13' Flywheels, 25/8' piston'


Howard Schantz

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24/12/27 Ajax Engine Here are two photos of an Ajax engine from Ajax Iron Works, Carry, Pennsylvania. It has 13 inch flywheels, a 25/8 inch piston, #7 cast on the connecting rod, and weighs 132 pounds. Any information on this engine will be appreciated. Gene Townsend, 1308 Franklin Ave., Clarksburg, West Virginia 26301.

24/12/28 A Question Q. Richard Mosher, 109 Highman Ave., Cambridge, Ontario N1R 3M2 Canada asks the Reflector:

How long did it take to put together the book, American Gas Engines? Have you ever thought of doing a Canadian edition? How many years have you collected engines, and how many do you have?

A. The 'Yellow Engine Book,' as it is often called, took nearly three years to complete. Had we not arbitrarily decided that enough was enough, we'd be researching it yet! As it was, the book came to 584 pages, the full capacity of the bindery where the books are assembled. We tried to include as many Canadian engines as we could-in fact, the term 'American gas engines' was intended as the generic sense of the word so as to encompass Canadian developments. Ye olde Reflector bought the first engine, a 6 HP John Deere, in 1957 or 1958 for $5.00. The numbers have varied somewhat, and right now the stable is at about 40 engines.

24/12/29 Engine Trucks Q. Here are two photos of an engine trolley I recently acquired from a man who thought it to be a Fairbanks-Morse. The rear wheels are 38 inches high and 5 inch rims; the front wheels are 31 inches high. The rear axle is 2? inch square steel, and the front axle is 2? inch square steel. Can anyone advise me the maker of this trolley (trucks)? H.B. Ford, RMB 117 Dookie 3647 Australia.

A. We have no answer for Mr. Ford's query, but we hope that someone might be able to identify the trucks, or as the lexicon over in Australia reads, trolley.

24/12/30 Reid Engines Thanks to Byron Cann, 103 W. 7th, Oil City, Pennsylvania 16301 for sending along a color sample of the finish used on the Joseph Reid engines. It is a very, very dark maroon, and the closest color we have is DuPont 93-32678-H. It is even a bit lighter than Mr. Cann's sample. (This gentleman is now 86 years old, and spent many years working as a machinist. He reports that he bored and sleeved a good many of these engines in his 20-inch lathe. Perhaps Mr. Cann will favor us with more about his experiences in the near future!)


Ron Weiner, 4928 Oak Leaf Avenue, Carmichael, California 95608 offers the following information on Friend engines as built at Gas-port, New York:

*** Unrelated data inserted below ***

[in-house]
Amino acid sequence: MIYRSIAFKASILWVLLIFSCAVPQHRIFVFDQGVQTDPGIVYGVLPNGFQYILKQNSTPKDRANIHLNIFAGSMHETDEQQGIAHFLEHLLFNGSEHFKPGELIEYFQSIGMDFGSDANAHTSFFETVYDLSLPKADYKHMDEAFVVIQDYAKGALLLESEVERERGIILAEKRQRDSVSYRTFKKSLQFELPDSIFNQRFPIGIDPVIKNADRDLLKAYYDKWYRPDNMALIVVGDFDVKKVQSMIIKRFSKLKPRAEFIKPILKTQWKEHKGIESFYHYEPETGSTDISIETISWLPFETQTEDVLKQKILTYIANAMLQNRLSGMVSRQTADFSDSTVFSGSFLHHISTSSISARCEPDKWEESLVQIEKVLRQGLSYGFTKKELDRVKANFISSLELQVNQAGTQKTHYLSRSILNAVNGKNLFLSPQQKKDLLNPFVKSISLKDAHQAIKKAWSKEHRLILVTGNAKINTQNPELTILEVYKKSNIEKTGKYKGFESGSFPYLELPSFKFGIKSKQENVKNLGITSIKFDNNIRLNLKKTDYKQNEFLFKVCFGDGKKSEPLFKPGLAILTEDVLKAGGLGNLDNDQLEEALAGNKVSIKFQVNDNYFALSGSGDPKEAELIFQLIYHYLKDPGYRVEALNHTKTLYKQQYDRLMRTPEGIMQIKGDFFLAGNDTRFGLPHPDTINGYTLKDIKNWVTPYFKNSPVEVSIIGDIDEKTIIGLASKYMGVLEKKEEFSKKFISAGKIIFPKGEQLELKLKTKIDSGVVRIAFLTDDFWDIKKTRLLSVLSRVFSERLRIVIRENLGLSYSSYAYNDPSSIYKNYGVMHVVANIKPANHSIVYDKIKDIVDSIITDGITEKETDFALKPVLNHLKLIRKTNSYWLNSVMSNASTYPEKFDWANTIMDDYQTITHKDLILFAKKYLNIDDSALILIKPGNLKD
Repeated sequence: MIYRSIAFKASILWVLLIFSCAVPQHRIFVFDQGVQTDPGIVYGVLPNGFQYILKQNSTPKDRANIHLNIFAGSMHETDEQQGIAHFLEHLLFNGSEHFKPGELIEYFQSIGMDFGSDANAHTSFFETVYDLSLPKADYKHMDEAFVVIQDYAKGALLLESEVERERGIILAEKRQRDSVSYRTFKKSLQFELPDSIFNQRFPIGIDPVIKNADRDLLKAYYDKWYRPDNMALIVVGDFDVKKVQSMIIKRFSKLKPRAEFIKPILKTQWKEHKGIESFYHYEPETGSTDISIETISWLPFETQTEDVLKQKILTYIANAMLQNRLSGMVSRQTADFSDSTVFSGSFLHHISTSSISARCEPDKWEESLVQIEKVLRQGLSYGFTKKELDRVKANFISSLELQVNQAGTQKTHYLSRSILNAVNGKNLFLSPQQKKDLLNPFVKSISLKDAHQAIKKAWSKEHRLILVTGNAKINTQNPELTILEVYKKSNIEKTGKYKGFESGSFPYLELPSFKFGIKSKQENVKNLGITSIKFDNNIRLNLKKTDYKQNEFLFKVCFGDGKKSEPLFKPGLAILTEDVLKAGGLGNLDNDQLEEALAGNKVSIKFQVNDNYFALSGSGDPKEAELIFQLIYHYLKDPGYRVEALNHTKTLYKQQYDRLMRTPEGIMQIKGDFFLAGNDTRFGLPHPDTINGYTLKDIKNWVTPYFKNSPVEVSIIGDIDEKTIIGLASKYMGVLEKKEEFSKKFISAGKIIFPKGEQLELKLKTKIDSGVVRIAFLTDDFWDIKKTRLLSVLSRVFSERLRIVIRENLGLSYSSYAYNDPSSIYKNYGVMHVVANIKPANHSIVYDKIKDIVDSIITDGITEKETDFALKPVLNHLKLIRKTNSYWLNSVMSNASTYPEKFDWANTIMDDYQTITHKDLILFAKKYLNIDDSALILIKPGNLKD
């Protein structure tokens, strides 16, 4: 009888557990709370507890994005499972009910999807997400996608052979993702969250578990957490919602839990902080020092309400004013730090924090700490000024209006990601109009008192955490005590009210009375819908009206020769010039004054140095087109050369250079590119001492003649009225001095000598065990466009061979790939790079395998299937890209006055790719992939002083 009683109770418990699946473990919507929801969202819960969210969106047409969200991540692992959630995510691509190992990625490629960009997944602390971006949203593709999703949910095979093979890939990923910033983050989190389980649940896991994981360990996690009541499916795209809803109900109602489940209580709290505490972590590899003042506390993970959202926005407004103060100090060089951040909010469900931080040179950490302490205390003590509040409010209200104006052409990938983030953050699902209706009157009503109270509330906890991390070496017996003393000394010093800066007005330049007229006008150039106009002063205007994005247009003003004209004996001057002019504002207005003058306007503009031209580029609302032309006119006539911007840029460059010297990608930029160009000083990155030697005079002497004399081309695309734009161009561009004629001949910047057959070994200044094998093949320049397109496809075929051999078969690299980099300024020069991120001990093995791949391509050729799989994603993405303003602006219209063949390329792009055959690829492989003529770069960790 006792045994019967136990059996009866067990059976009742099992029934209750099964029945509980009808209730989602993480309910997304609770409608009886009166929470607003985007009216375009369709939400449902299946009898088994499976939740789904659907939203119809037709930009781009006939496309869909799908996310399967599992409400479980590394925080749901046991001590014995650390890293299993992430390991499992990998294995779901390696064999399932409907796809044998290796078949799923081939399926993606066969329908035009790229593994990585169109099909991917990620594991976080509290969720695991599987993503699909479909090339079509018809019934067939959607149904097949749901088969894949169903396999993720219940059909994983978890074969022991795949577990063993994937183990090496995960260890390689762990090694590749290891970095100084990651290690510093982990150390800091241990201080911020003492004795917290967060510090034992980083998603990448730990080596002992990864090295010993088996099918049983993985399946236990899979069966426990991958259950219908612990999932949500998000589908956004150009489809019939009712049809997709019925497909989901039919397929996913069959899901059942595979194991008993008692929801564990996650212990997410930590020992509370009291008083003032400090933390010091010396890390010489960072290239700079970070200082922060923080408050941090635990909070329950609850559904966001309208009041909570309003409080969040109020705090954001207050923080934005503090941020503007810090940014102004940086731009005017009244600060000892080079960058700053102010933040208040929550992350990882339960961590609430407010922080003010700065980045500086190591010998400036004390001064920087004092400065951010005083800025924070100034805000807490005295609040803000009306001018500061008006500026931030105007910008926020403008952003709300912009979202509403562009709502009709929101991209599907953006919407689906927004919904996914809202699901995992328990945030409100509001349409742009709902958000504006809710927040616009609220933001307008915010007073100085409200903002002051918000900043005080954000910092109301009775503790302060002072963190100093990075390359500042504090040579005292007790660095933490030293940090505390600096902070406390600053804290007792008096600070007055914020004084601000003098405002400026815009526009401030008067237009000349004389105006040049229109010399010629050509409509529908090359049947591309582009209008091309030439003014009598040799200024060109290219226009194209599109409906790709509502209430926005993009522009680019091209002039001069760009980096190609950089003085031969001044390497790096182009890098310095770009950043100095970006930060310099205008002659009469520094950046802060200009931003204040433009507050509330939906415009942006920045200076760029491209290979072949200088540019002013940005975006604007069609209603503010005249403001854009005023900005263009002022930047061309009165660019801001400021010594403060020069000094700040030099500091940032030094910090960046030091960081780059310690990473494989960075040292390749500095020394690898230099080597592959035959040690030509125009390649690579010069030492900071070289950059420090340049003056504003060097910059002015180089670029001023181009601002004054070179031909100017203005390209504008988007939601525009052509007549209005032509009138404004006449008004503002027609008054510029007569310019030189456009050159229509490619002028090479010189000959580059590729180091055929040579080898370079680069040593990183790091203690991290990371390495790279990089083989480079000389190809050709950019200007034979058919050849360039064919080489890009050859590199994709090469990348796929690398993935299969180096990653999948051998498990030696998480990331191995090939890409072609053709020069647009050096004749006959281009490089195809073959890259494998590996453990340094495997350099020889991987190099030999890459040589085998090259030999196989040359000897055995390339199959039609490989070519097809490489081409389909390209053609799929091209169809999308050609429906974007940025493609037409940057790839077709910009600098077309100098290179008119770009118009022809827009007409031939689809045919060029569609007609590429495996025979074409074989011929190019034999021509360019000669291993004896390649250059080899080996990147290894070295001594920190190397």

To Mike Johnson's inquiry in the August 1989 GEM-The Friend Mfg. Co. describes the ignition system in their 1910 brochure as a jump spark system with vibrator coil, spark plug and dry cells. The coil and dry cells are assembled in a box. In what I believe is their 1912 brochure, it has this system and also the 'Celebrated Bosch' high tension magneto as an option. The Model T coil works very well with the 1911 model, especially at the very slowest idle.

To Richard Taylor's inquiry in the April 1989 GEM-The Friend Mfg. Company illustrates the Friend Model CX Motor Pump, 5 gallons per minute with a 2? HP engine, in their 25th Anniversary Year (1920), and it looks identical to Richard's photograph. It is not mentioned in the 1910 nor 1912 brochures, so it may have been introduced sometime between then and 1920. It was given the price code name 'Pony' and is referred to as a Pony Sprayer or Pony Outfit in some of the testimonial letters included in the brochure.

Another interesting tidbit is that Friend Mfg. Co. states it has the distinction of having built the first gasoline power sprayer ever manufactured. They were experimenting with it in 1900, produced one in 1901, two in 1902, six in 1903, 14 in 1904, and so on. Mine has a serial no. 1028 which the company has dated as 1911.

Engines featured in the 1910 and 1912 brochures were rated at 2? and 3? HP. Air cooled and water cooled engines were specified in 1910, whereas only the water cooled model was offered in 1912. The first models were painted mainly red with black lettering and green wheels. Black or grey was used on the pumps.

24/1/61A Alaskan Engine Back in January 1989 GEM, Mr. Najarian asked about the engine at Jake's Corners, Yukon Territory. I was there recently, and can tell you that the vertical sideshaft operates two valve lifters (horizontal) in the head from cams on the shaft. One valve lifter is missing. Someone sawed off the crankshaft on one end, losing one flywheel. Otherwise the engine is identical to that built by Standard Gas Engine Company of San Francisco, and as illustrated on page 477 of American Gas Engines. L.B. Dennison, Box 873, Delta Jet., Alaska 99737.

A Briggs & Stratton I saw the article on page 20 of the October GEM. I'm sure that motor is a Briggs & Stratton. I've got one I'm using that is just like it. It was on an Ideal Lawn Mower It was used to cut putting greens on golf courses in the 1920's and 1930's. I took the mower off and put on a water pump. Works real good. Andrew Szurek, 2809 Silver Lane NE, Minneapolis, Minnesota 55421.

Thanks also to Mr. Szurek for sending along some file data on the above engine.

24/9/3 Unknown Engine Mr. Sins' instruction book fairly clearly identifies a Nelson Bros. throttling governor engine, from the relative size of the Webster ignitor, as a 5 HP. Beyond that, it's hard to say what name the engine was sold under, as Nelson engines were marketed under a myriad of names. Perhaps another reader can identify the hopper style, which varied with the brand name. I own a 3 HP version of this engine, marketed by the Gray Engine Company, Lansing, Michigan. It has a different hopper style, but is otherwise identical. Clark Colby, RD 1, Box 199A, Greensburg, PA 15601 (on behalf of the Coolspring Power Museum, Coolspring, PA 15730).